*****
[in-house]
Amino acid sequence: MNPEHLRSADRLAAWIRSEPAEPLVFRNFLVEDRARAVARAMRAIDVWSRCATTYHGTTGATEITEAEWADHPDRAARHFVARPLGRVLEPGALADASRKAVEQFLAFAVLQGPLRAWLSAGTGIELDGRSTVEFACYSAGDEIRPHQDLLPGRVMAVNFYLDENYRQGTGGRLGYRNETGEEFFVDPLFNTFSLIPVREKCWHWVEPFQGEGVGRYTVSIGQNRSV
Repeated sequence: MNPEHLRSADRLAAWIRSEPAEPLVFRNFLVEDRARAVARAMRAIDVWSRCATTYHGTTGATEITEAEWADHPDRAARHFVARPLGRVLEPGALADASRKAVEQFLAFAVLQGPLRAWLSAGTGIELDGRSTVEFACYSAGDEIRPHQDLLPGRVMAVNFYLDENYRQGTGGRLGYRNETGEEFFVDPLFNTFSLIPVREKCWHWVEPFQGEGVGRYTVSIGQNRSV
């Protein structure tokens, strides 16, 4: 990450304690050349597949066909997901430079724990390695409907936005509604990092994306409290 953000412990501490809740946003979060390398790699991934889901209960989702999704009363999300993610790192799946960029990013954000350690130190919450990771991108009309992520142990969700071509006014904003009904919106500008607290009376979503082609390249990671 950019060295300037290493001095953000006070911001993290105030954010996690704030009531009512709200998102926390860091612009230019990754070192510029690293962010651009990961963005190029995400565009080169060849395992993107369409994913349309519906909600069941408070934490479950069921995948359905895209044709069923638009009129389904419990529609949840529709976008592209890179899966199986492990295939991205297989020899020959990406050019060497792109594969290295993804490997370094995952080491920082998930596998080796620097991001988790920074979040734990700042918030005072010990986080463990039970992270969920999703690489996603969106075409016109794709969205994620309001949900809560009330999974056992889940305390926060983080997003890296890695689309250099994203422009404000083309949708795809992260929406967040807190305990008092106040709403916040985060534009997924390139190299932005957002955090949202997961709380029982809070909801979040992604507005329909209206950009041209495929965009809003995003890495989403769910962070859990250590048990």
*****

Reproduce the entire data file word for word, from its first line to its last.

[in-house]
Amino acid sequence: MNPEHLRSADRLAAWIRSEPAEPLVFRNFLVEDRARAVARAMRAIDVWSRCATTYHGTTGATEITEAEWADHPDRAARHFVARPLGRVLEPGALADASRKAVEQFLAFAVLQGPLRAWLSAGTGIELDGRSTVEFACYSAGDEIRPHQDLLPGRVMAVNFYLDENYRQGTGGRLGYRNETGEEFFVDPLFNTFSLIPVREKCWHWVEPFQGEGVGRYTVSIGQNRSV
Repeated sequence: MNPEHLRSADRLAAWIRSEPAEPLVFRNFLVEDRARAVARAMRAIDVWSRCATTYHGTTGATEITEAEWADHPDRAARHFVARPLGRVLEPGALADASRKAVEQFLAFAVLQGPLRAWLSAGTGIELDGRSTVEFACYSAGDEIRPHQDLLPGRVMAVNFYLDENYRQGTGGRLGYRNETGEEFFVDPLFNTFSLIPVREKCWHWVEPFQGEGVGRYTVSIGQNRSV
């Protein structure tokens, strides 16, 4: 990450304690050349597949066909997901430079724990390695409907936005509604990092994306409290 953000412990501490809740946003979060390398790699991934889901209960989702999704009363999300993610790192799946960029990013954000350690130190919450990771991108009309992520142990969700071509006014904003009904919106500008607290009376979503082609390249990671 950019060295300037290493001095953000006070911001993290105030954010996690704030009531009512709200998102926390860091612009230019990754070192510029690293962010651009990961963005190029995400565009080169060849395992993107369409994913349309519906909600069941408070934490479950069921995948359905895209044709069923638009009129389904419990529609949840529709976008592209890179899966199986492990295939991205297989020899020959990406050019060497792109594969290295993804490997370094995952080491920082998930596998080796620097991001988790920074979040734990700042918030005072010990986080463990039970992270969920999703690489996603969106075409016109794709969205994620309001949900809560009330999974056992889940305390926060983080997003890296890695689309250099994203422009404000083309949708795809992260929406967040807190305990008092106040709403916040985060534009997924390139190299932005957002955090949202997961709380029982809070909801979040992604507005329909209206950009041209495929965009809003995003890495989403769910962070859990250590048990």